At a Glance

Widespread in Mexico, this bird enters the United States in two areas: in much of southeastern Arizona and adjacent New Mexico, and in the Big Bend area of Texas. These two populations are not closely connected in Mexico, and they differ in a number of ways, including egg color, bill color of the young, voice, and aspects of nesting behavior. The nesting habits in Arizona are surprisingly complicated, various members of the flock being more or less involved with several nesting attempts at once.
Crows, Magpies, Jays, Perching Birds
Low Concern
Arroyos and Canyons, Forests and Woodlands
Southwest, Texas
Flap/Glide, Undulating

Range & Identification

Migration & Range Maps

Almost never moves away from immediate breeding territory; one of the most sedentary bird species in North America.


11 1/2 -13" (29-33 cm). Plain dull blue above, smooth gray below. Juveniles in Arizona and New Mexico have pale bills at first, gradually becoming blackish. More heavily built than Woodhouse's Scrub-Jay, and lacks contrasting white throat and dark necklace.
About the size of a Crow, About the size of a Robin
Black, Blue, Gray, Yellow
Wing Shape
Broad, Long, Rounded
Tail Shape
Long, Rounded, Wedge-shaped

Songs and Calls

A loud shrink? or wenk? often repeated.
Call Pattern
Flat, Rising, Simple


Open oak forests (Arizona); oak-pine woods (Texas). In Arizona, found in various oak woodlands, including those mixed with pines, in canyons and lower slopes of mountains (up to about 7,000'). Elsewhere in range, in Texas and Mexico, found in a variety of forests dominated by pines and oaks.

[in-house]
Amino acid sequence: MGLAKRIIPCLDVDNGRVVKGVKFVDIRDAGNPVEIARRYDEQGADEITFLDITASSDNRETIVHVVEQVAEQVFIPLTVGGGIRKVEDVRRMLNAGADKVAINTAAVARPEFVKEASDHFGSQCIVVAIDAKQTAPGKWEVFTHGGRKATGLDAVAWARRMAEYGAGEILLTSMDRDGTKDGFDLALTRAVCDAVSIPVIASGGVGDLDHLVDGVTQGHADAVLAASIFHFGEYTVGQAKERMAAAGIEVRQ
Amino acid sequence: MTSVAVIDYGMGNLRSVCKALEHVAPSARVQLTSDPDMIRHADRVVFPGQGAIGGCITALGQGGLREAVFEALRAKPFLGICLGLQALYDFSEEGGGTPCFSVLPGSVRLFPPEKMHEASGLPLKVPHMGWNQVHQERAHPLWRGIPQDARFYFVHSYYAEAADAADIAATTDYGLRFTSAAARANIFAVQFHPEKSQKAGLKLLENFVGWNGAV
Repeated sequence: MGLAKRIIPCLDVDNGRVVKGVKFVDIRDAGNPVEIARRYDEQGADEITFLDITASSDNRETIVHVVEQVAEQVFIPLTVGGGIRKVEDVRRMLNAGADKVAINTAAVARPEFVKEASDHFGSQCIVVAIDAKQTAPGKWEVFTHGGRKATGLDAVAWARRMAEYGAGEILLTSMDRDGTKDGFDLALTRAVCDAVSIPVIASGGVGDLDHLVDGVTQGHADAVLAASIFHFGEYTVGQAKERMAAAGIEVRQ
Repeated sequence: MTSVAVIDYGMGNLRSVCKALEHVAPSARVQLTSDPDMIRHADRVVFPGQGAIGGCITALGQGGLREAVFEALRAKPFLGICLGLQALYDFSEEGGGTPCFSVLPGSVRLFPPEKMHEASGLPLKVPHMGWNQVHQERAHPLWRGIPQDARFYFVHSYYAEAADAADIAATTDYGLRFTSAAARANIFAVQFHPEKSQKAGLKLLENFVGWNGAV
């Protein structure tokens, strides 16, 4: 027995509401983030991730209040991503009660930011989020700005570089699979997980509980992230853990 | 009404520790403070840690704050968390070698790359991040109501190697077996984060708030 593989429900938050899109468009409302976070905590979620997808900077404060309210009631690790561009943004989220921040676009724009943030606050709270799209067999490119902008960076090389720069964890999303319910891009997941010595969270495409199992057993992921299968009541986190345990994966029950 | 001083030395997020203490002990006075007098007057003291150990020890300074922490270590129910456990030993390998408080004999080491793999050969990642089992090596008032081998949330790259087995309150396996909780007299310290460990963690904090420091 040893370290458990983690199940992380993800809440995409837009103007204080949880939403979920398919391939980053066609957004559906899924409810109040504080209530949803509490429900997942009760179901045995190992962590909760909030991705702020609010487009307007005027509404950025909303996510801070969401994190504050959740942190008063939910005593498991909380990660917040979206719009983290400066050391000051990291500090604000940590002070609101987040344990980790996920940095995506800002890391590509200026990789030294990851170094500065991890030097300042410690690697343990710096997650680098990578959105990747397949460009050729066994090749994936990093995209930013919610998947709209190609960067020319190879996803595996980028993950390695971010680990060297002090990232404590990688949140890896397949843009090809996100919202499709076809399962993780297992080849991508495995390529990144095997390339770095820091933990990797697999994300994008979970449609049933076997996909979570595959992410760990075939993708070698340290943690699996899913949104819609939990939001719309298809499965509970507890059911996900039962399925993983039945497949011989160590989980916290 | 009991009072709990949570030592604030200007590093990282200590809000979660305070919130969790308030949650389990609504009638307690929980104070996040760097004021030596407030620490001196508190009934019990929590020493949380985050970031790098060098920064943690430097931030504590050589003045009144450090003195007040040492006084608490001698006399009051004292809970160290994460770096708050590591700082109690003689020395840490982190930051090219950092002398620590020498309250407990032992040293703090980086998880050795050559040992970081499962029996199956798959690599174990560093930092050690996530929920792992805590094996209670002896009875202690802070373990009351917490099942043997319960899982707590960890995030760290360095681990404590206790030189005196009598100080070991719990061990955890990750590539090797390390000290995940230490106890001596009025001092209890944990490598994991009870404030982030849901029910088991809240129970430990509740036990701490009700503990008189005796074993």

4-5, sometimes 1-6. Eggs pale unmarked green in Arizona; in Texas, pale blue-green, usually with pale brownish spots. Incubation is by female only, about 18 days. Other adults in flock feed incubating female on nest.


Fed by both parents and by other members of flock. Young leave nest at about 25-28 days, may be fed for several weeks thereafter.

Feeding Behavior

Forages on the ground or in trees, usually in flocks. May visit large flowers in summer for nectar and insects. Rarely catches insects in flight. Breaks open acorns by holding them against branch with feet and pounding with bill. Harvests acorns in fall and buries them in ground, often remembering location and retrieving them later.


Omnivorous; mostly acorns, seeds, insects. Diet is largely acorns and seeds of pinyon pine from fall through winter, mostly insects in summer. Eats grasshoppers, beetles, caterpillars, and many other insects; also lizards, small snakes, birds' eggs, rarely mice or birds.


Flocks defend permanent territories that may remain the same for generations. Within each flock, 2-4 females may nest at one time; each is attended by one male, but may mate with other males in flock as well. In Texas, where flocks are smaller, may nest as isolated pairs. Nest site is in tree, often oak, juniper, or pine, usually well hidden among foliage. Height averages about 20' up, can be 6-60' above the ground. Nest (built by both sexes) is bulky cup of sticks and twigs, lined with fine rootlets and plant fibers.

Climate Vulnerability

Conservation Status

Still locally common in its limited U.S. range, with no obvious population trends.

Climate Map

Audubon’s scientists have used 140 million bird observations and sophisticated climate models to project how climate change will affect the range of the Mexican Jay. Learn even more in our Audubon’s Survival By Degrees project.

Climate Threats Facing the Mexican Jay

Choose a temperature scenario below to see which threats will affect this species as warming increases. The same climate change-driven threats that put birds at risk will affect other wildlife and people, too.

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